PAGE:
It used to be that asking your friends, or even strangers, to give you money was considered gauche. Sure, they might donate to your political campaign, or they might pledge some money toward the charity of your choice in exchange for you running a marathon. But you'd never ask them to help pay for your rainbow-themed birthday party. Well, times have changed, as they have a way of doing, and these days we've take to asking people to give us money to fund our artistic endeavors, our fledgling businesses, and just about everything else. So, why not our IVF treatments? Oh, hmm, I bet you can think of a few good reasons if you really put your mind to it.
KJ Dell'Antonia wrote about this extremely touchy topic for the New York Times, and one of the people she spoke to is Kimberly Sparkman. She is seeking funding for her IVF treatments on Indiegogo.com, one of the many crowd funding sites. Sparkman, who already has one child with her husband, can no longer conceive naturally and says that IVF is her last chance to have another baby. She's asking for $5,000 to help pay for her treatment, which is not covered by her insurance, and so far she's raised $1,000. She says she knew this was a good way to allow her friends and family to donate if they wanted; though she says it was hard to ask for the help and to tell her story publicly.
The financial help of the hive mind has more commonly been sought to help with fund adoptions. In theory the goal is the same: for a couple to have a child. But in practice donating to the two different causes feels a bit different. In the case of adoption, it feels like a more clear cut case of helping someone in need, in this case a child who wouldn't otherwise have a family; whereas with IVF, you're helping to potentially create a new life where otherwise there would be none.
For most of us (devout Catholics aside), it doesn't have anything to do with the actual procedure, since undergoing IVF has become a very common practice. It's more that being asked to fund someone else's fertility treatment feels a little bit, well, annoying—like being asked to give money instead of gifts at a wedding. I think it's because IVF seems so entirely optional and personal. While chipping in to someone's adoption can be seen as an altruistic act, paying for a friend's IVF seems closer on the spectrum to being asked to help pay for a chin implant to help make their dream of not hating their face a reality.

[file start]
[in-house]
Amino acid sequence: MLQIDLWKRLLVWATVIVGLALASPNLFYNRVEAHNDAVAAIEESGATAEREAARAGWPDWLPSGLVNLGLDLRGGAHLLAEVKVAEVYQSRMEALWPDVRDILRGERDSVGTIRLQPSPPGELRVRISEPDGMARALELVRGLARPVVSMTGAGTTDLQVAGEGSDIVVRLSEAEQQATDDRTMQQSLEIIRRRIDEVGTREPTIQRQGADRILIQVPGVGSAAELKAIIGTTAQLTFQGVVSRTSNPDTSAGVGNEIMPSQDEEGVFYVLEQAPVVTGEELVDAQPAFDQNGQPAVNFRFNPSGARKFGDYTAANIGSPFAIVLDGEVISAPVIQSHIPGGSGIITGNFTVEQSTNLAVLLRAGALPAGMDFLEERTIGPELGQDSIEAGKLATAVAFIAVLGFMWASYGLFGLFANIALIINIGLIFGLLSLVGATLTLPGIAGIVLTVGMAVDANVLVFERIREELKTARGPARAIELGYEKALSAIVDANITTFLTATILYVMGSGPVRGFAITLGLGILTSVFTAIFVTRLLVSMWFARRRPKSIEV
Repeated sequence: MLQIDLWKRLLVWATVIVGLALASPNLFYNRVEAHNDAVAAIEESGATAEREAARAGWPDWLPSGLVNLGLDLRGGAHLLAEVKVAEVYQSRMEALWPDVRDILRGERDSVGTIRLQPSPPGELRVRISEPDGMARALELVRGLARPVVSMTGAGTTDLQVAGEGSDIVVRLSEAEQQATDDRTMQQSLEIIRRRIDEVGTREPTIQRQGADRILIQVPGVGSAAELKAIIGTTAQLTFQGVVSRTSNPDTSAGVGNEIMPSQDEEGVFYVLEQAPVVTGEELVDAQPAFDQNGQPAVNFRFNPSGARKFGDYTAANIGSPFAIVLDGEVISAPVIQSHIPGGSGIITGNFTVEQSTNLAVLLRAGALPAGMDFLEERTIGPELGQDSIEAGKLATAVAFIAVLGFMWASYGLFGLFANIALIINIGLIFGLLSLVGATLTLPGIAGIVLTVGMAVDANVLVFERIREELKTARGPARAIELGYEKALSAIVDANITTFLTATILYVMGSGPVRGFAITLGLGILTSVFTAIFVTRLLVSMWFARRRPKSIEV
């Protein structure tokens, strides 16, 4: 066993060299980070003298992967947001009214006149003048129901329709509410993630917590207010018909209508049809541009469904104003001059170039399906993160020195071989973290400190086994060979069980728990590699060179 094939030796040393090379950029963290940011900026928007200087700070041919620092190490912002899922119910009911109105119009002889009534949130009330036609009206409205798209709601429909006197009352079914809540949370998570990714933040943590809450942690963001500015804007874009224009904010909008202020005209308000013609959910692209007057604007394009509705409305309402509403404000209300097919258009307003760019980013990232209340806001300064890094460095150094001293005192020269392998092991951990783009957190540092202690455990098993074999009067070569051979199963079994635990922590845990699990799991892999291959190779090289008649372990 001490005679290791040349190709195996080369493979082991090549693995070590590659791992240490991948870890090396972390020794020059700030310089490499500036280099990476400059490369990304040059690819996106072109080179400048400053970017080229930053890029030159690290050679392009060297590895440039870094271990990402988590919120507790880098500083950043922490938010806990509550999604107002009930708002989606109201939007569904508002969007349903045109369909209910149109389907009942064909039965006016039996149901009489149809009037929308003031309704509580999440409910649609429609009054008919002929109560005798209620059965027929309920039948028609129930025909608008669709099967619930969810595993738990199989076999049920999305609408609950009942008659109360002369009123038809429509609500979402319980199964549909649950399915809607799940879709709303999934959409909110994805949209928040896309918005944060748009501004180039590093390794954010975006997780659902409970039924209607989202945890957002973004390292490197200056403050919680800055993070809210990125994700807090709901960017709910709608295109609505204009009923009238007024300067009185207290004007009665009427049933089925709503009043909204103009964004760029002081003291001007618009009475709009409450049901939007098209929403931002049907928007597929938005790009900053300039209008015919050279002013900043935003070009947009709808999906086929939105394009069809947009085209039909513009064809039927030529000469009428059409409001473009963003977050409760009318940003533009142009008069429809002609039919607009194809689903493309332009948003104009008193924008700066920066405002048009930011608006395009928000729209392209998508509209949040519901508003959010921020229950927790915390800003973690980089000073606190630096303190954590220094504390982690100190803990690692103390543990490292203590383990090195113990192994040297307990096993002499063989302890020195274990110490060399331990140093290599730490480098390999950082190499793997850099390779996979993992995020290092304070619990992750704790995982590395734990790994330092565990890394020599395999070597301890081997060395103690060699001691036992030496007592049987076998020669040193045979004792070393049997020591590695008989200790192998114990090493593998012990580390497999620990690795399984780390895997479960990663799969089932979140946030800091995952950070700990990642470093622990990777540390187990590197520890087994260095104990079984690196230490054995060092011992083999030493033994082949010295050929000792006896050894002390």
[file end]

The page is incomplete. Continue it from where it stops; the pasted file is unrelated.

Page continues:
In the case of Sparkman, it's tempting to look at her plea for money and think, "You've already got one kid, can't you be happy with what you've got?" And it's also tempting to quietly go into judgmental mode when she says,
It goes against ever fiber in me to not be able to carry my husbands child. to know that our chances are so minuscule without intervention is unbearable at times.
After all, there are a lot of things in life that are far more unbearable. If what you really want is a child, should it matter whose DNA it has? Not to mention the fact that IVF often does not work, so you could be asking your friends to fork over thousands of dollars that basically gets thrown down the drain.
But while it's easy for us to judge, is it really any of our business? Not exactly, because with the exception of people who talk to the New York Times about it, most people are doing this within their group of personal acquaintances—making pleas via Facebook and the like. And, according to those who do this, most of the money seems to come from people they know, not strangers. So if the only way a couple can feel fulfilled is to give birth to a baby, then why shouldn't they ask their friends and family for help? And if the easiest way to do it is by putting it online, then they're smart to do it that way, right? People are free to do whatever they damn well please with their money, and you're free to ask for it. If they don't support your cause, they won't give you the cash.
Here's the thing, though: each individual request for IVF funding doesn't do much harm—even if it does seem tacky to the etiquette buffs out there. But as this becomes a growing trend, as crowdsourcing money for all kinds of things has, it does have the potential to have a wider impact. For instance, if you look at what's happened on Kickstarter, as it has evolved, people have had to become better at pitching their story and creating interest to stand out among the crowd. Will this happen with fertility funding? At some point in the near future, will getting money for IVF come down to who's best at marketing their suffering? That seems a bit unfair and perverse. Since what does making a charming video about how much you want a baby have to do with actually being good at, you know, raising a baby?
Not that there's even any way to stop the practice of public IVF or adoption funding if we wanted to, but it is worth thinking about the larger consequences that are possible and where it ends. Will we soon be bombarded with Facebook requests from our 20-something friends who want money to help pay to freeze their eggs in case Mr. Right doesn't come along until they're 35? God, if you thought buying wedding presents for all your friends who are getting married was expensive, just wait until you have to start donating to their quests to start families or risk being judged as stingy by your circle of friends. But here's a question: if we pay to help create a baby via IVF do we then somehow have a stake in its future—as though we invested in a tiny, squeezably cute company? Do we get a cut of its future earnings to tide us through retirement? And on the flipside, will we someday receive an invitation to donate to its college fund? We'll probably just have to wonder these bizarre questions aloud to ourselves, since one thing is for sure: asking prospective parents for a cut of their unborn child's future salary is still very rude.
Crowdfunding Fertility Treatments [New York Times]
Image via Monkey Business Images/Shutterstock.